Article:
Don't worry if his power becomes alarming as he makes huge strides through the deep sand. What's he going to do, run away to New York? Let him have his head, rise up in a forward seat position and enjoy!
 I found that horses have difficulty trying to buck while running in deep sand. I also found that a lazy lesson horse suddenly has competitive qualities I never knew he possessed, as a group will race neck to neck. Like deep snow, deep sand makes maintaining a two-beat trot difficult; it is much easier to conquer with a four-beat walk or gallop.
In the Water
 Once your horse has adapted to the beach runs and is actually enjoying this different type of trail ride, introduce him to the water. Leg yield him closer and closer to the shoreline, and let him feel the hard-packed sand at a walk and gallop.
 As the waves approach, be firm with your leg commands if he tries to move away from the water. Let him smell the surf, but don't give in to his reluctance. Watch out for too much pawing; it often means the horse will roll!
 Some horses welcome the cool water and will swim in over their heads, especially if they have had experience swimming in ponds at home. Other horses, like some people, may not care for the water and only go in ankle deep.
Words of Warning
 A few words of caution: first and foremost, watch your horse's respiration rate when galloping. Although it may not be a 90 degree day with 99% humidity, the workout can tax even the horse that is in the best condition. When the horse's breathing becomes labored during a run, sit back and ask for him to slow down. Remain at a walk until his respiration and heart rates are more normal before asking for a gallop again.
 Second, unless you like to eat sand, ride side-by-side. The stronger horses will pull ahead, but it is better to not be directly behind them.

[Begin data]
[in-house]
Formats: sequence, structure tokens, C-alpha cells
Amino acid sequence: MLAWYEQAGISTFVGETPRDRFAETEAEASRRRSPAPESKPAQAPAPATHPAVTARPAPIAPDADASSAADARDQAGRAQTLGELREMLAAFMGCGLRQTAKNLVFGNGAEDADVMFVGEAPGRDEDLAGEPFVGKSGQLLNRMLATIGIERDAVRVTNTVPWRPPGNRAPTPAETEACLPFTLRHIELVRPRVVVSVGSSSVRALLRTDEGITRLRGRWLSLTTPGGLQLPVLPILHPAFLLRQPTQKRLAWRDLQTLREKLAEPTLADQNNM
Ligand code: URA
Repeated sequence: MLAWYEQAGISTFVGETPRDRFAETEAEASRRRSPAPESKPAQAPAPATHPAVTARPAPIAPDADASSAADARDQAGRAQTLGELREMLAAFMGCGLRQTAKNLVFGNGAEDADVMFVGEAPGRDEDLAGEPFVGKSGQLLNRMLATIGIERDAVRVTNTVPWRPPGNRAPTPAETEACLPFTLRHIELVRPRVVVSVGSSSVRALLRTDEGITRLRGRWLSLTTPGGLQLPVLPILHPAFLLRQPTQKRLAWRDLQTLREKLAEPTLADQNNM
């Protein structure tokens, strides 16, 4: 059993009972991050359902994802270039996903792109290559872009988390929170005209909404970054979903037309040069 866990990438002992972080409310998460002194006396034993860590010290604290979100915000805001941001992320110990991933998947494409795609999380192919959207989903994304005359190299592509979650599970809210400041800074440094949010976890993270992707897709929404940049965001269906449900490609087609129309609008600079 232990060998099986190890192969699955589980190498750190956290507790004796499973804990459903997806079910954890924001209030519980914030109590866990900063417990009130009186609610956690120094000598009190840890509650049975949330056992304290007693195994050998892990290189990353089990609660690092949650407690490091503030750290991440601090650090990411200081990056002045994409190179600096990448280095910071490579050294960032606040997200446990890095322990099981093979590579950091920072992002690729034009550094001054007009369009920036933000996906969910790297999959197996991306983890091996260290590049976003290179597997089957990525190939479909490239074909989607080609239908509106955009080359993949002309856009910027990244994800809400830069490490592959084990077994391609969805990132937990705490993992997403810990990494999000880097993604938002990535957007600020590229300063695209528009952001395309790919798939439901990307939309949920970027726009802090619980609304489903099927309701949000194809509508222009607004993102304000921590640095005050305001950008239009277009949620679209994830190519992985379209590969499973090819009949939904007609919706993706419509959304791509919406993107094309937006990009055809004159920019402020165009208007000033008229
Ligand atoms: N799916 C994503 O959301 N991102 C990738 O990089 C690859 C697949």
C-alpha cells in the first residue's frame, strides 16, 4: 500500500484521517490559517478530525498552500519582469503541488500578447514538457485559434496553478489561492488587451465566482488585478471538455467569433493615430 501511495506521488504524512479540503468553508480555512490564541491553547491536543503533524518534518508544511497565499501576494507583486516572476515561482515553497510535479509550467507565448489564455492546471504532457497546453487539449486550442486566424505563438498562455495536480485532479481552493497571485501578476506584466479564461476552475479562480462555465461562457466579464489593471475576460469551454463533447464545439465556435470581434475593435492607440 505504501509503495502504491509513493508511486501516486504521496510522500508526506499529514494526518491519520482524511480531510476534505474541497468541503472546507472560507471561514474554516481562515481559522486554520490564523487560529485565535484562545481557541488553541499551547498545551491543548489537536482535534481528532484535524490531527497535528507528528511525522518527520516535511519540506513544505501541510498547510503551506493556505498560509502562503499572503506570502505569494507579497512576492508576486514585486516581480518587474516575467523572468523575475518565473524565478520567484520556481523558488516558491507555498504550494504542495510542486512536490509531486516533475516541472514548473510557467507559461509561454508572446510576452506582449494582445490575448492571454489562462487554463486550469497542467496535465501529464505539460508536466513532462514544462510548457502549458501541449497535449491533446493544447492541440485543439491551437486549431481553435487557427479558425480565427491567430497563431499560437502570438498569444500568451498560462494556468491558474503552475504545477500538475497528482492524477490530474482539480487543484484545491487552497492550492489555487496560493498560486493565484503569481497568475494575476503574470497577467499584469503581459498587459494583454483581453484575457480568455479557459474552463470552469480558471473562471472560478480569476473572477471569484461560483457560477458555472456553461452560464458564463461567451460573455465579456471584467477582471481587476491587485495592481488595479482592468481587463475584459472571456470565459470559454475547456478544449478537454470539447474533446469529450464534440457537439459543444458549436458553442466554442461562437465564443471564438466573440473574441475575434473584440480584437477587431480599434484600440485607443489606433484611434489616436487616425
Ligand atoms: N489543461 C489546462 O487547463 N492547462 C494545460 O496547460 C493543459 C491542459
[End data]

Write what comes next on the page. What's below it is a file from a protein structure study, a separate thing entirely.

Also watch for fishing lines, with or without the fishermen present. The lines are hard to see and it is easy to become entangled with them.
 Be observant of the other inhabitants. Dogs may feel compelled to bark at or even chase the horses. People with bare feet may want to come up to pet your horse and then get stepped on by a hoof.
 Remember to cool your horse before loading him back in the trailer. Hand walk him in the parking lot and loosen the saddle a little at a time. Remove the tack and rinse off the salt and sand from his face with a wet towel. There is no running water available on the beach, so a hosing will have to wait for when you arrive home.
 Due to the physical stress, this ride isn't recommended for older horses or those who show fatigue at home with heavy work.
 Also, timid riders should avoid this trip. The beach is not those who want a quiet excursion, rather, it is for those who want an adventure!

³Swimming with your horse in the ocean doesn't have to be a fantasy. With the show season finished and the pesky flies diminishing with the cooler nights, autumn is the perfect time to plan a day trip to the ocean...²

 

Web Sites:
Delaware Seashore State Park

PLEASE CHECK WITH THE LOCAL
STATE PARKS IN FLORIDA
FOR PERMISSION TO
RIDE ON THEIR BEACH!